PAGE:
I conclude by saying that I expected a lot more from this film. But nevertheless I recognize and I was entertained even for a few hours by the sheer effort the filmmakers and the whole cast put into making this ambitious movie.

Friday, April 18, 2008

NO COUNTRY FOR OLD MEN

NO COUNTRY FOR OLD MEN
Tommy Lee Jones, Javier Bardem, Josh Brolin, Woody Harrelson, Kate McDonald, Tess Harper


"There are no clean getaways."


Key words that immediately enter my mind when I think of this Coen brothers film are violence, mighty bad ass villain, arid desert, bad hairstyle, cowboy hats, quirky dialogue, strange syntax of sentences and no background music.


The plot is simple enough to follow. Llewelyn Moss (Josh Brolin) stumbles upon a large stash of cash left behind in the desert after a drug deal results in a bloodbath. A crazy assassin named Anton Chigurh (Javier Bardem) chases after Moss leaving a trail of brutal murders in his path. While Sheriff Ed Tom Bell (Tommy Lee Jones) tries in vain to catch up with both of them. He has to save Moss's doomed life and arrest the elusive sociopath from wrecking more havoc to an otherwise tranquil Texan town.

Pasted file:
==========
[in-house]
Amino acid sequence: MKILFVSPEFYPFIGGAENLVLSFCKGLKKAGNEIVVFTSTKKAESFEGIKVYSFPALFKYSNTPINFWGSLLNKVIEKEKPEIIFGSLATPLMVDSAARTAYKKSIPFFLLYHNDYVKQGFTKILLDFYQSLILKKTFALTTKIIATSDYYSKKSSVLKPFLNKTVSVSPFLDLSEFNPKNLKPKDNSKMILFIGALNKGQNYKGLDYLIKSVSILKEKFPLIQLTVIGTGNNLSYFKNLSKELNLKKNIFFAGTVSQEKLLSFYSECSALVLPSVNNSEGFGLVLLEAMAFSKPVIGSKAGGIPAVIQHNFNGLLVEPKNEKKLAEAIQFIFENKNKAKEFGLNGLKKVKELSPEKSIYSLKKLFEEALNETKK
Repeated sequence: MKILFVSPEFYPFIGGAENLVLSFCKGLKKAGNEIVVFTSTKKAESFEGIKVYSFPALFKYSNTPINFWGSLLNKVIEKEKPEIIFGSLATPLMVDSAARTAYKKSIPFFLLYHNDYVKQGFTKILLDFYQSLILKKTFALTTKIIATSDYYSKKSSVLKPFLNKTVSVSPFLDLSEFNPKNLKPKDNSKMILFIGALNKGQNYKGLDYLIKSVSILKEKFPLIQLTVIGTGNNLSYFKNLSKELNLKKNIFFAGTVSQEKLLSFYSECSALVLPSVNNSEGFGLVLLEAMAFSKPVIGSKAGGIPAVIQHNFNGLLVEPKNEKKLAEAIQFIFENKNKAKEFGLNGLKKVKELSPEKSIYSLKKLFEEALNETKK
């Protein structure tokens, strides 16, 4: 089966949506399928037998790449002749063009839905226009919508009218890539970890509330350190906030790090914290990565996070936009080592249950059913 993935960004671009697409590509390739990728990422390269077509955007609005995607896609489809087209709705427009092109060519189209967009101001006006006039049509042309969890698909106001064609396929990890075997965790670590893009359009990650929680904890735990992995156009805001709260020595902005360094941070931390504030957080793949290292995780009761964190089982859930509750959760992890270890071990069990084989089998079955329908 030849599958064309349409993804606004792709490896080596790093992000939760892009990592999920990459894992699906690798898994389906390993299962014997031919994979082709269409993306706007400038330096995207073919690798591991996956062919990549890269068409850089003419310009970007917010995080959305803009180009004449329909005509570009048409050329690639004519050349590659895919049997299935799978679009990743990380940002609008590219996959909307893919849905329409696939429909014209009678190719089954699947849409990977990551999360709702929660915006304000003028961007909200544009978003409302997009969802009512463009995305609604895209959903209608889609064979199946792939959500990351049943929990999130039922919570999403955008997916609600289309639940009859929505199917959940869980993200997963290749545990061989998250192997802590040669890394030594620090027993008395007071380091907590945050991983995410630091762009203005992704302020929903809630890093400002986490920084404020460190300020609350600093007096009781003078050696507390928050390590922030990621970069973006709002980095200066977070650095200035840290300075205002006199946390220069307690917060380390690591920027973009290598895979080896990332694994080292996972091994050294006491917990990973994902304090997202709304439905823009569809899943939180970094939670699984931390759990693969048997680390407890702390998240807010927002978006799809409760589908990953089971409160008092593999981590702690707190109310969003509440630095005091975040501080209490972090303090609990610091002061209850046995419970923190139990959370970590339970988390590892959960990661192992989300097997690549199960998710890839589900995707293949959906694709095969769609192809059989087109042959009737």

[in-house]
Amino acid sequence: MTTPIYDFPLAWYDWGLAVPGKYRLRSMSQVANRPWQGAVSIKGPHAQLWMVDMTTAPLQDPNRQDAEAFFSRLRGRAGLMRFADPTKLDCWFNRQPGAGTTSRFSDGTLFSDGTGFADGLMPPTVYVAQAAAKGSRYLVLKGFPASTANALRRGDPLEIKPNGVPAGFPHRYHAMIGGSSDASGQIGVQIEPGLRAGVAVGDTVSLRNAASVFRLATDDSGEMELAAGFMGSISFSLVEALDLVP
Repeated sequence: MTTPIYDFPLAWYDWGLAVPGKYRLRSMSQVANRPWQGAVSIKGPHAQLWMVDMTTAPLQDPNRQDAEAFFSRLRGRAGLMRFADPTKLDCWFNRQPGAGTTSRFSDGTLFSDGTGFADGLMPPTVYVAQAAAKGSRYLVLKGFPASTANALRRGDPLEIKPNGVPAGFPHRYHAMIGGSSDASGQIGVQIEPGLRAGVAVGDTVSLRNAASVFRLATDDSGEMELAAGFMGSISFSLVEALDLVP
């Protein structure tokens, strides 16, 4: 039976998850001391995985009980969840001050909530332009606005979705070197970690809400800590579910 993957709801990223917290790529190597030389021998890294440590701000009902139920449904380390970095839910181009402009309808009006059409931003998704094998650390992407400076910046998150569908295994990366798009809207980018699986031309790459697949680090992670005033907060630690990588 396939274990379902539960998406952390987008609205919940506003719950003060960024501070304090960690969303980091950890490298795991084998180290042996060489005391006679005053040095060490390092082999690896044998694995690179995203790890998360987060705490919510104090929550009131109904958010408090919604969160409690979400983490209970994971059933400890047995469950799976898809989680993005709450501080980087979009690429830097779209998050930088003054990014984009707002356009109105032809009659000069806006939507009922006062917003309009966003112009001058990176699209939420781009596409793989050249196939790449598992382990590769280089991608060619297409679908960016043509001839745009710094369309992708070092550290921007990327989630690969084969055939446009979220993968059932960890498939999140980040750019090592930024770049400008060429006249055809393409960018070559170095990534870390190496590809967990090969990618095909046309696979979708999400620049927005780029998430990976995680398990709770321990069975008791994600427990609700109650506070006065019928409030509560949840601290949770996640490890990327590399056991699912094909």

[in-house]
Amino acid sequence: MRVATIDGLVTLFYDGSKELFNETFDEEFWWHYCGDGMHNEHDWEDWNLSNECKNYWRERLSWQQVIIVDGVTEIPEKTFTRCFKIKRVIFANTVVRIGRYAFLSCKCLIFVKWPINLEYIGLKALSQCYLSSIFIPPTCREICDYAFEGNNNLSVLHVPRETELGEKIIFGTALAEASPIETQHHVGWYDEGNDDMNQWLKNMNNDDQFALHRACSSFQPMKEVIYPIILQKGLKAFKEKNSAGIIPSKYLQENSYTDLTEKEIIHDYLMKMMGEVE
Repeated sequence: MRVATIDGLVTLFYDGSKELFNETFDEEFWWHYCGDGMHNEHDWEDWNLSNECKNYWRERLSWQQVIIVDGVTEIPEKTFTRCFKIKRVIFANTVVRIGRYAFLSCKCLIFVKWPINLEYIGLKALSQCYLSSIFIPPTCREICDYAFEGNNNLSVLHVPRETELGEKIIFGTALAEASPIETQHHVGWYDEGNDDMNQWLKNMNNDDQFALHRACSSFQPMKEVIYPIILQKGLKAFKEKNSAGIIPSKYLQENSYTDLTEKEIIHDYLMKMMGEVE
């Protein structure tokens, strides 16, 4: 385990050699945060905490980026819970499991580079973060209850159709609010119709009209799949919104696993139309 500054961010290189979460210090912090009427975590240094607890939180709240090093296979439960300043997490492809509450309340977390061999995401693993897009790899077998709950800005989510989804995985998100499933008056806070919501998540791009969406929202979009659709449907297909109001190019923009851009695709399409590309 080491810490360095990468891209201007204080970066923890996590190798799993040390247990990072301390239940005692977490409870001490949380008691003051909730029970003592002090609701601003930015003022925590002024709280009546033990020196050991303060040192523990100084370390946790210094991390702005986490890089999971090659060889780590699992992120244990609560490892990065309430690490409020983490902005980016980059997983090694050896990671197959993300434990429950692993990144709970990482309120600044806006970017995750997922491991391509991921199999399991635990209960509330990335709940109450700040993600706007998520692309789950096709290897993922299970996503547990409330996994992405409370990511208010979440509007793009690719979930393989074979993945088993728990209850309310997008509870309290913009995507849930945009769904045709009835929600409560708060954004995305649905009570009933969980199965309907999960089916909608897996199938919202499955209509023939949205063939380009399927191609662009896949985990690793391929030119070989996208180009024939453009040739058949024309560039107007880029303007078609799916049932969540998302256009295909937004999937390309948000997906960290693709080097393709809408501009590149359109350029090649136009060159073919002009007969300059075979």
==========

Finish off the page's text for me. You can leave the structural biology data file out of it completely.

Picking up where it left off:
The cat and mouse chase is gripping to watch. You silently cheer on Moss yet at the same time you fully know there is no way he is going to get out of this messy scenario, alive. But in some effect you can't help but admire his staying power. His ability to successfully elude Chigurh up to a certain point. You say to yourself, well he has some guts too this Moss fellow. He manages to exude this heroic vibe so there is a part of you which starts to believe that maybe just maybe he can escape from Chigurh's clutches. Josh Brolin held his own against the formidable Javier Bardem. People tend to forget the fact that if it weren't for Llewelyn Moss being the primary target then Chigurh wouldn't get all this exposure for being an evil, sadistic killer who has this quirky streak of character to his otherwise tough, never say die exterior.

Javier Bardem certainly deserved to win the Best Supporting Actor award. His bad hair notwithstanding, his soulful rendition of this very creepy character would certainly make it in the list of unforgettable movie villains. His Anton Chigurh although quite a fearful character wasn't entirely pure evil, I'd say. He did have this fascination with making his victims call the coin toss and would spare them if they predicted it right. Not that it necessarily gives him some redeeming value, it certainly doesn't, it simply makes him less despicable. He remains to his very core, a ruthless heartless killer.